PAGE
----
One of the skin care ingredients we keep hearing great things about is allantoin for stretch marks. We’ve seen this one on several specially-designed products, such as the Skinception for stretch mark, and decided to investigate further.
Allantoin is a chemical compound extracted from the root of the comfrey plant. It’s not as popular as some other emollients, such as shea butter, for example, which is why we’d like to focus on it for a little – give it the attention it deserves.
What Are the Benefits of Allantoin For Skin?
This little chemical compound has a wide array of skin benefits and can be extremely versatile in treating skin issues.
Allantoin Is A Powerful Wound Healer
Allantoin has been shown to speed up the recovery process of superficial wounds, as well as improve the appearance of scars. It does this by stimulating the fibroblasts inside the skin (the cells that produce collagen and elastin, which are responsible for your skin’s vitality and elasticity).
By helping the body produce collagen at a faster rate, allantoin is essentially encouraging new layers of healthy, firm skin to appear and rise to the surface, aka the healing process.
Allantoin Helps Shed Dead Skin Cells
Another significant benefit of the allantoin compound is that is acts as a keratolytic agent, meaning that it speeds up the skin’s exfoliation rate. You see, your skin needs to be able to shed dead skin cells, as these clog the pores and give your skin a dull, listless appearance.
By encouraging it to shed, allantoin is restoring your skin’s youthful glow. Once again, exfoliation is essential in treating scars and wounds because it gets rid of the affected skin and allows new, unaffected skin to appear.
Allantoin Is Great Against Aging
The reason for this is that allantoin is an important and potent emollient. It’s easily absorbed by your skin and capable of providing long-term moisture. As you age, your body has trouble in retaining that essential moisture, which leads to the skin drying out.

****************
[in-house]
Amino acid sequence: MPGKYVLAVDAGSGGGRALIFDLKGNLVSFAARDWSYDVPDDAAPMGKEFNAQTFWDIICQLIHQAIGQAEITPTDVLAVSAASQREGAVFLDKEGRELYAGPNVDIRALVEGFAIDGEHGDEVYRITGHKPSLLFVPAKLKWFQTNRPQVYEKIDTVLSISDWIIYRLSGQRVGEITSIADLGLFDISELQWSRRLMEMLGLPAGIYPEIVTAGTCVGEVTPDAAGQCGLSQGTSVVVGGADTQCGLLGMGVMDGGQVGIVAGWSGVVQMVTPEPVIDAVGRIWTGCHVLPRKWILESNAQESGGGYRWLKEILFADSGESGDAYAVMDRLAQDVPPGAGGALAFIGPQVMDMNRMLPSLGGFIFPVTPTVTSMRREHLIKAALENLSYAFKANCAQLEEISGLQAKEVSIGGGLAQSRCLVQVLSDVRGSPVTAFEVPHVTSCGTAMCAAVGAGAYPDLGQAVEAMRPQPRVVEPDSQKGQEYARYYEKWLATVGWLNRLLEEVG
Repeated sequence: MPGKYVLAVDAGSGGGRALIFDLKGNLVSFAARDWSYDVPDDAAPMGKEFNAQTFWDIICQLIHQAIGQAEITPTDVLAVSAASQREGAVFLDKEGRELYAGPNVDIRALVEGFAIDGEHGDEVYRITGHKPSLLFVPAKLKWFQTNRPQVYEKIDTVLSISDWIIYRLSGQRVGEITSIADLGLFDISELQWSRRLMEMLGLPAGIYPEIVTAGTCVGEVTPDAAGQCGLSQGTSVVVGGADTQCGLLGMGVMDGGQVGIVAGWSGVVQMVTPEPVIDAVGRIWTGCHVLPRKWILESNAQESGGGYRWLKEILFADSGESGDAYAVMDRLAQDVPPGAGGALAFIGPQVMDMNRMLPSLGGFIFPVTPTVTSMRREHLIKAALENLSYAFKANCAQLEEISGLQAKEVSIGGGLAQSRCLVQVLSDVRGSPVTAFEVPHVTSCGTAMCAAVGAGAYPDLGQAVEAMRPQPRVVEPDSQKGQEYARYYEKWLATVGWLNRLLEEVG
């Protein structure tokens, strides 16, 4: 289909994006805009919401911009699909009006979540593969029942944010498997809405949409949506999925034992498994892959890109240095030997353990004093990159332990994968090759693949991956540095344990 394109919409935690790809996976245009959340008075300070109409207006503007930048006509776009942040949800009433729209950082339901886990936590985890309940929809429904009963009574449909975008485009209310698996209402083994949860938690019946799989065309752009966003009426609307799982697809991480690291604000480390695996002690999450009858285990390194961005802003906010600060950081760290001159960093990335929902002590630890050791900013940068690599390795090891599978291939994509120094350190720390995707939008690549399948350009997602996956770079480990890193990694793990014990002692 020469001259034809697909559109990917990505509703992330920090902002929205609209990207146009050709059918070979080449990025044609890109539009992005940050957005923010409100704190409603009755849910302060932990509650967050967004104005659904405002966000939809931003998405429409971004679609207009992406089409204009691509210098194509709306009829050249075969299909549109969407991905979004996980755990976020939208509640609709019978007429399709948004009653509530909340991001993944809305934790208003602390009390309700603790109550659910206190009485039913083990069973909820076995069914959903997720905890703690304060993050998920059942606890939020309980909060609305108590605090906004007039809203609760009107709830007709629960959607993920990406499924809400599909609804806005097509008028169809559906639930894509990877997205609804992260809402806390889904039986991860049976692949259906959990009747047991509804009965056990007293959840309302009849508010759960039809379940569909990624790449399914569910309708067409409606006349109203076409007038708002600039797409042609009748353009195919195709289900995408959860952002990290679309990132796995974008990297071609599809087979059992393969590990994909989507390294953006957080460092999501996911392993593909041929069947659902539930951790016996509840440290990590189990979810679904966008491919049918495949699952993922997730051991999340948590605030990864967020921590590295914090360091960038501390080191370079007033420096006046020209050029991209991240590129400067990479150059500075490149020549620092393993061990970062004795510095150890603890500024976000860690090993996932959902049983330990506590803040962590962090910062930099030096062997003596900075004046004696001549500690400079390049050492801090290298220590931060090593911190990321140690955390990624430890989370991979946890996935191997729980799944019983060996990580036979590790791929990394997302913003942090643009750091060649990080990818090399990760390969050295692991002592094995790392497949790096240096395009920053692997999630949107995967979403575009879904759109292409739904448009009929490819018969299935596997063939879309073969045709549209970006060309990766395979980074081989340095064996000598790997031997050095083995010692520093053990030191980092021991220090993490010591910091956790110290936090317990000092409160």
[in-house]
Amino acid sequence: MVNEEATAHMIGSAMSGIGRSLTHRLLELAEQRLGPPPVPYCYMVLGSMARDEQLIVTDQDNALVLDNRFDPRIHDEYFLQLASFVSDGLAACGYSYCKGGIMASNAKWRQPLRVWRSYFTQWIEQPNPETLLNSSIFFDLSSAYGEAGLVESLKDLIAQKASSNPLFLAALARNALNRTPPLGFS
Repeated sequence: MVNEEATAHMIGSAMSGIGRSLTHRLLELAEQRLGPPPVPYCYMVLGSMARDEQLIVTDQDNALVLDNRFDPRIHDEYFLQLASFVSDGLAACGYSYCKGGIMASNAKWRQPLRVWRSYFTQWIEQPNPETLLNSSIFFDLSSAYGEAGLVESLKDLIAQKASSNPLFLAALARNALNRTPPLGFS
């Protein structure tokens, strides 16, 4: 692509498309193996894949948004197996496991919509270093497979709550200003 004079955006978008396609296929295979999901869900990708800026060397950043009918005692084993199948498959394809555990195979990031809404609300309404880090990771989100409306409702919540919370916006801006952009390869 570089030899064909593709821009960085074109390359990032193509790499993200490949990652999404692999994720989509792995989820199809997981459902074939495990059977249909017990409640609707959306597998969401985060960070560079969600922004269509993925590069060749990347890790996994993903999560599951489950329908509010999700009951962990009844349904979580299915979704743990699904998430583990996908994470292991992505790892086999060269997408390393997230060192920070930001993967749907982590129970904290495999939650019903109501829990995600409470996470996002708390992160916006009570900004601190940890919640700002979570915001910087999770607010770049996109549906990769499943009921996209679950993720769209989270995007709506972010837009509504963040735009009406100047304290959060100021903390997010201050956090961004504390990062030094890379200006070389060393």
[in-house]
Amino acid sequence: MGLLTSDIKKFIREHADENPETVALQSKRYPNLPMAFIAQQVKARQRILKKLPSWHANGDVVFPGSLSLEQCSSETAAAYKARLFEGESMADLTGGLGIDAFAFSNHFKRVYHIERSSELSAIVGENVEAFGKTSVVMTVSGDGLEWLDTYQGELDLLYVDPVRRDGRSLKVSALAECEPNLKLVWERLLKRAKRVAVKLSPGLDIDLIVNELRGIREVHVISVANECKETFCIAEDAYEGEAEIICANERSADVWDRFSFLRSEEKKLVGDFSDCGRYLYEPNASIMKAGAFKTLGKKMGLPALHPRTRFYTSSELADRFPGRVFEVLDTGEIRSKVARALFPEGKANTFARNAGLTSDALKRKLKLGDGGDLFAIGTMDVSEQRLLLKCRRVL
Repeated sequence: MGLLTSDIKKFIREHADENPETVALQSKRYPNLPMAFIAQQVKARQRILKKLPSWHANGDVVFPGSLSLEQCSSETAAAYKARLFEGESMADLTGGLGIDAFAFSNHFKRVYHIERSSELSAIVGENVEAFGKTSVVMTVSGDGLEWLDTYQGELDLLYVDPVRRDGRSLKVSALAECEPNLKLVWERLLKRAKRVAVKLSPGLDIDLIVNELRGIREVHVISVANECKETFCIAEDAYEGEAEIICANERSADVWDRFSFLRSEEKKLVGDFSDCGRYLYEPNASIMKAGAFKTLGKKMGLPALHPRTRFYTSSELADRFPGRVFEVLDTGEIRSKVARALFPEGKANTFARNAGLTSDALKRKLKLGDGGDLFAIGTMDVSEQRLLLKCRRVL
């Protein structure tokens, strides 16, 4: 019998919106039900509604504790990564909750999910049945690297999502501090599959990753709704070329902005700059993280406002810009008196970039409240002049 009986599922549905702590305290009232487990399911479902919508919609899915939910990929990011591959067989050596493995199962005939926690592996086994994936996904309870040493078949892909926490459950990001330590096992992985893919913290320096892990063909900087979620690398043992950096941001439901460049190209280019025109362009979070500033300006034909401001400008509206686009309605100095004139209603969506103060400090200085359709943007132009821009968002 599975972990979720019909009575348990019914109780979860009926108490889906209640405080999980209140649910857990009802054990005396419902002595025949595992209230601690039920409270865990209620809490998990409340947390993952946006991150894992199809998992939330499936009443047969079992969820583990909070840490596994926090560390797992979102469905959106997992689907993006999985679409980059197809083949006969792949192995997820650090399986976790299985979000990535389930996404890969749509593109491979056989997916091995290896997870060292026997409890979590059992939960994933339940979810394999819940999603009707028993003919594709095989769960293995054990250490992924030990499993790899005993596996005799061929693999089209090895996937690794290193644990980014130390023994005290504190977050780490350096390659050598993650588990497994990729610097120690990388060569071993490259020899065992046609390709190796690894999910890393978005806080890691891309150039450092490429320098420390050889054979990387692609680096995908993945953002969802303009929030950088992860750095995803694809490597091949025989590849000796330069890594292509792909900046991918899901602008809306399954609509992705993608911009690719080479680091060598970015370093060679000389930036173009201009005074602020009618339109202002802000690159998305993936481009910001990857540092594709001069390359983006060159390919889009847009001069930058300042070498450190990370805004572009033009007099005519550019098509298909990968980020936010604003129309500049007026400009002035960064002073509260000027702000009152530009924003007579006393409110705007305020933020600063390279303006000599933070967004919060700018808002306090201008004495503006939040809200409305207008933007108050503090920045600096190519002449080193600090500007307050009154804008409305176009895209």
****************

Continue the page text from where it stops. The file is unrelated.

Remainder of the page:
Thanks to its’ exfoliating properties, allantoin is a double-combo for anti-aging products because it also helps shed dead cells (which make your skin appear dull, as you age) and boosts collagen, making your skin youthful and elastic, as it used to be.
So, Is Allantoin Good for Stretch Marks?
Stretch marks occur when your skin is forced to stretch too fast. Your skin is not expecting the rapid weight change, and as it stretches to accommodate the new weight, little tears begin to form on the middle-layer, known as the dermis.
So basically, stretch marks are tiny wounds, bordering on scars, the more you leave them untreated.
As we just saw, allantoin has excellent wound healing properties, and for that alone, we would recommend it for stretch marks. It’s particularly potent for new stretch marks (typically under a year old and red/purple in color) because then, it can act together with your skin’s own healing efforts.
By moisturizing and exfoliating your stretch-marked skin, allantoin will not only help shed the affected layers but will also encourage essential collagen production that will mask and close up the wounds.
To sum up, allantoin has all the benefits that your stretch-marked skin needs to repair.
Will It Work on Old (White) Stretch Marks?
Yes, allantoin is beneficial for old stretch marks as well. However, you have to understand that by this point (where your marks have turned a silvery-white), your skin has already sort of given up on healing. So obviously, this potent compound will help shed skin, boost collagen and moisturize, as said. But its healing abilities will be far less impressive than they would be on newer stretch marks.
This is why we always recommend that you begin treating stretch marks as early as possible. Obviously, moisturizing for prevention is best, but failing that, start treating them as soon as you notice them. Don’t let them get white, because you’ll have a much harder time getting them out.
Allantoin: Yes or No?
In our research, we’ve seen no reason not to like allantoin. It did cause redness or itchiness for a very small percent of the people who used it, but overall, it’s a safe and potent ingredient against stretch marks.
Our advice would be, if you can get your hands on a cream that contains allantoin, go for it!